The OECD released its latest Trade in Value Added (TiVA) assessment in mid-November. The figures cover 66 economies and 45 unique industrial sectors between 1995 and 2018. China’s final consumption of foreign value-added has risen rapidly in recent decades, and in 2018 was already 75 % of the foreign value added consumed by the United States and 90 % that of the euro area. Of the foreign value added China consumed in 2018, 12 % came from the United States, 8 % from Japan, 7 % from South Korea, 5 % from Germany and 5 % from Australia.
The consumption of Chinese value added abroad has risen briskly and OECD figures show that other countries now consume as much Chinese value added as American value added. The co-dependency of China and the US is highlighted by the fact that the largest consumer of Chinese value added is the US (24 % share in 2018). Japan was the second largest value added consumer with an 8 % share and other countries’ shares were below 5 %. Correspondingly, China was the largest source of foreign value added for the US.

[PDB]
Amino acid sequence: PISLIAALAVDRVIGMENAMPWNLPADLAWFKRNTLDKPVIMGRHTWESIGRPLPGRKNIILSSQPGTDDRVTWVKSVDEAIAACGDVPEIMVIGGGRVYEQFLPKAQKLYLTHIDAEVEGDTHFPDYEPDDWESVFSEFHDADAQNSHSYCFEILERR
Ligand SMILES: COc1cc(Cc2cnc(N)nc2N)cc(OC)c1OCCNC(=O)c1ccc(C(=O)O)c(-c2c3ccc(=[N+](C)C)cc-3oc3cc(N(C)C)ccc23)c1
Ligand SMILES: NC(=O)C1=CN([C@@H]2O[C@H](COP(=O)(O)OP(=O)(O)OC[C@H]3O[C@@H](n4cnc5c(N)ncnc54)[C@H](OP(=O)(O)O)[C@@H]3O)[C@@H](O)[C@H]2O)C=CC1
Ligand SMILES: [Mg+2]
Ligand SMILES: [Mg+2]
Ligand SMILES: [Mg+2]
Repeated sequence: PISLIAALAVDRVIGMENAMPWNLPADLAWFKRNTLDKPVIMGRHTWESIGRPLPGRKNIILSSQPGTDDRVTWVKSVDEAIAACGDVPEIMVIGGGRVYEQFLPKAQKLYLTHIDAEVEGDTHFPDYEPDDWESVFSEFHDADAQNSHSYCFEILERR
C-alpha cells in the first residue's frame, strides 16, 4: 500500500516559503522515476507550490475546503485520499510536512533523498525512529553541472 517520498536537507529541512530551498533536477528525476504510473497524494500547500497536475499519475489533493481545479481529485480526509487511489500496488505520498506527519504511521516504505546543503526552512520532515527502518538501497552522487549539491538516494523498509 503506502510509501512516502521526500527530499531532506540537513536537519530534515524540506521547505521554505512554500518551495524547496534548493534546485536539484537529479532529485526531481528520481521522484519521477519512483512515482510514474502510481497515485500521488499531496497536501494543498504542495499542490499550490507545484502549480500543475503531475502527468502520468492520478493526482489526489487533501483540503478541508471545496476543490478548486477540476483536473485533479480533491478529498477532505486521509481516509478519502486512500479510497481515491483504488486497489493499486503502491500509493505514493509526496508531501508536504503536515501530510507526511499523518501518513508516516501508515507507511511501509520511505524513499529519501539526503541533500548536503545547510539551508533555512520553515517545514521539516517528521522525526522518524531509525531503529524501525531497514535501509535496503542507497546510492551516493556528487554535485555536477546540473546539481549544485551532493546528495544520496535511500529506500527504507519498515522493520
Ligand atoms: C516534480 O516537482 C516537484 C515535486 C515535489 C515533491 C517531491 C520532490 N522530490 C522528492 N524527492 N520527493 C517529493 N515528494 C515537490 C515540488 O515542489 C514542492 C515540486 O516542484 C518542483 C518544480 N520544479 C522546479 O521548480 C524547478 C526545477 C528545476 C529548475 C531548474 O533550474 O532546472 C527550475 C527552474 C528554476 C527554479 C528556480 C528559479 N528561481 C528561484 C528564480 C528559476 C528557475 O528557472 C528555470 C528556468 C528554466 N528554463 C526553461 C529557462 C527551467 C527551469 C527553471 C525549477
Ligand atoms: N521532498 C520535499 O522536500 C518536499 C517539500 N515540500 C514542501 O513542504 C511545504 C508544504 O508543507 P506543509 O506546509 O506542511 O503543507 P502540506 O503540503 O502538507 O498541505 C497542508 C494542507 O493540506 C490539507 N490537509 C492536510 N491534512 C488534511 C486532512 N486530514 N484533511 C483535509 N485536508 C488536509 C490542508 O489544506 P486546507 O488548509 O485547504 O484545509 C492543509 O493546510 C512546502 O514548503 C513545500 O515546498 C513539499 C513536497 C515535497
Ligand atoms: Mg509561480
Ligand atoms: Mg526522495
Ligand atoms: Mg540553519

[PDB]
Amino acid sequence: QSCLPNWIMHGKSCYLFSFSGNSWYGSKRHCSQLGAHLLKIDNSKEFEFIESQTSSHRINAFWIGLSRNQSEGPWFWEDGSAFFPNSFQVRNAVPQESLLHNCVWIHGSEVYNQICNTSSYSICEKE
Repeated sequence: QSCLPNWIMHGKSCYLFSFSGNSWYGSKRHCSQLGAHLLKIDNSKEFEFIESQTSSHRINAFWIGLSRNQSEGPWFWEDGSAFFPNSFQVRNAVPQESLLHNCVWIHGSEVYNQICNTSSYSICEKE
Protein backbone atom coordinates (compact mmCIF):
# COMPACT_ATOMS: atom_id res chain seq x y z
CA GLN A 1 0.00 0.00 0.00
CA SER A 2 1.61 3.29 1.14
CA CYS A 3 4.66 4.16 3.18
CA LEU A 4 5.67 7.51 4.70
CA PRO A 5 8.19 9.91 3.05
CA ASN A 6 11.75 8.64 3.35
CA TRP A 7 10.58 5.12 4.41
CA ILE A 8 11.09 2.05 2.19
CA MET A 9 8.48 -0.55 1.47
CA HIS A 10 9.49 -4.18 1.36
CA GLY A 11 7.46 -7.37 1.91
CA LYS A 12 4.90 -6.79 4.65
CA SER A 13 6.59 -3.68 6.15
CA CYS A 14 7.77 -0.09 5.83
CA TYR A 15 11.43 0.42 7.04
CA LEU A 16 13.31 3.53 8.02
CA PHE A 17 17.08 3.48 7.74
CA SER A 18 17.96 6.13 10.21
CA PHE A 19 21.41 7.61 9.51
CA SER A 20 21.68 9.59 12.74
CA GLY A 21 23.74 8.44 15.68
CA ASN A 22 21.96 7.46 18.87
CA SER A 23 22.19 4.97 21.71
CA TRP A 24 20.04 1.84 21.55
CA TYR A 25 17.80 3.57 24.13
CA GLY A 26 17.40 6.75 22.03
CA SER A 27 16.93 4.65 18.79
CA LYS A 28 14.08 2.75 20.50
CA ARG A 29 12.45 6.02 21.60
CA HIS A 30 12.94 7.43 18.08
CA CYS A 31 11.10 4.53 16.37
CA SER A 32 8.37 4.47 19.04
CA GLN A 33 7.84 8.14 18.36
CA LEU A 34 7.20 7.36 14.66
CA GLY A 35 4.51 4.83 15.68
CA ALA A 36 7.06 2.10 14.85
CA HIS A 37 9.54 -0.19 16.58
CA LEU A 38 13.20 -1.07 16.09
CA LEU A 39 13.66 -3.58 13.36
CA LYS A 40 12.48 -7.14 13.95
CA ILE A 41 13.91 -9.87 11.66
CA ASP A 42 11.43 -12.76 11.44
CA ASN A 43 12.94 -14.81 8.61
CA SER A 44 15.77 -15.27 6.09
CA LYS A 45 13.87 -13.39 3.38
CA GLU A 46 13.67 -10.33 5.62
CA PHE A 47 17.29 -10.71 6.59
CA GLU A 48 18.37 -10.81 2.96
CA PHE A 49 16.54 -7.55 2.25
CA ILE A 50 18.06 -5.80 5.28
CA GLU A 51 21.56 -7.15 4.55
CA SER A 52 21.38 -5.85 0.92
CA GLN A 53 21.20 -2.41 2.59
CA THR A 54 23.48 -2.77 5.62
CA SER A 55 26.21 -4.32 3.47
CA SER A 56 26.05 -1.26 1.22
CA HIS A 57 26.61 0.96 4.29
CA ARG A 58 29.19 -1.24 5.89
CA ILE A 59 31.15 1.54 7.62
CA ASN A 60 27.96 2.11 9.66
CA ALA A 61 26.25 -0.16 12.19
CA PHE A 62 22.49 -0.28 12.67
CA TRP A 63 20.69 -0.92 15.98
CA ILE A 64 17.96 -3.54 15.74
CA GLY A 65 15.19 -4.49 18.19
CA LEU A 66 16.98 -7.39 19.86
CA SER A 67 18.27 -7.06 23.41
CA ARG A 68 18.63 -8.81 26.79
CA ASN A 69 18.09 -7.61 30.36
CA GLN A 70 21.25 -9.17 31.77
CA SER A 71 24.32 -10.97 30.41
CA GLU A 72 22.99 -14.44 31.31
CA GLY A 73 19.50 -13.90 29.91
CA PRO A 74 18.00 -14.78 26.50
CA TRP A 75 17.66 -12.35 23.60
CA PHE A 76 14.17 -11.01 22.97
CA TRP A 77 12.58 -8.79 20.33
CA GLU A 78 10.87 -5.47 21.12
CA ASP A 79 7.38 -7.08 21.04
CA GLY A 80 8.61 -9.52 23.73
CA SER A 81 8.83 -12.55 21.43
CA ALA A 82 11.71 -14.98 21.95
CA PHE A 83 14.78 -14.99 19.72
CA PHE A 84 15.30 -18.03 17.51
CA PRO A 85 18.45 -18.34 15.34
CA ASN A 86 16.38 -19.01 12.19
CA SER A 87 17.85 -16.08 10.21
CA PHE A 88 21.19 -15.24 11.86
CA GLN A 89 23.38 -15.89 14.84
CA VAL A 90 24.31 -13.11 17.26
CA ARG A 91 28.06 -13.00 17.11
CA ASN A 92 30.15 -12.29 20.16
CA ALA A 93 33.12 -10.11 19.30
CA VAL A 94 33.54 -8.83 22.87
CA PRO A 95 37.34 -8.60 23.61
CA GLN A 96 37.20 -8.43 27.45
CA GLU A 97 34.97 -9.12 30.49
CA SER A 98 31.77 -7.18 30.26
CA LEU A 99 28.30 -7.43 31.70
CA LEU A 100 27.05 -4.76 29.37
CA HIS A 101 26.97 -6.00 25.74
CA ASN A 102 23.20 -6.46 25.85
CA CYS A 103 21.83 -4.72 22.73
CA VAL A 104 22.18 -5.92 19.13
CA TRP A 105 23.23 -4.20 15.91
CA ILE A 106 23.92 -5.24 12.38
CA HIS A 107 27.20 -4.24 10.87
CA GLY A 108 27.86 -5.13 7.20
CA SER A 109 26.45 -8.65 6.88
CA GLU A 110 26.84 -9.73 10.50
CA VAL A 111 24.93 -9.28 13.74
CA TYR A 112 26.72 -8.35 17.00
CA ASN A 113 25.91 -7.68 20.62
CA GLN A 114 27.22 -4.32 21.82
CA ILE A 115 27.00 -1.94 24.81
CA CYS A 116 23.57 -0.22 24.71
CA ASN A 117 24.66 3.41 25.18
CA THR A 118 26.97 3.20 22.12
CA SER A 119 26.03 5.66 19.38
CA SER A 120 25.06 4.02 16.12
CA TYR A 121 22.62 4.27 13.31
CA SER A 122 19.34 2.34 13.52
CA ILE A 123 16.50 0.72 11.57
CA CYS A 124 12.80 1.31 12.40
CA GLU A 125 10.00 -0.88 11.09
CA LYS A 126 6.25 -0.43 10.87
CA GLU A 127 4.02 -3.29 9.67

For Finland in 2018, the United States was the main consumer of Finnish exported value-added with share of over 10 %, while China was on par with Sweden and Germany, each with a roughly 8 % share. Russia was the fifth largest consumer of Finnish value added with nearly 6 % share. Despite China’s sizeable and steadily growing percentage share of Finnish value added consumed abroad, Finnish value added consumed globally has increased modestly, especially since the 2008 global financial crisis. As a result, Finland’s share of China’s foreign value added consumption has shrunk to below 0.3 % in 2018. It was three times higher at the start of the millennium when China joined the WTO (for more, see BOFIT's latest annual China Information Blast, presentation slides and video in Finnish).
The United States is the largest consumer of Finnish value added
Sources: OECD TiVA 2021 and BOFIT.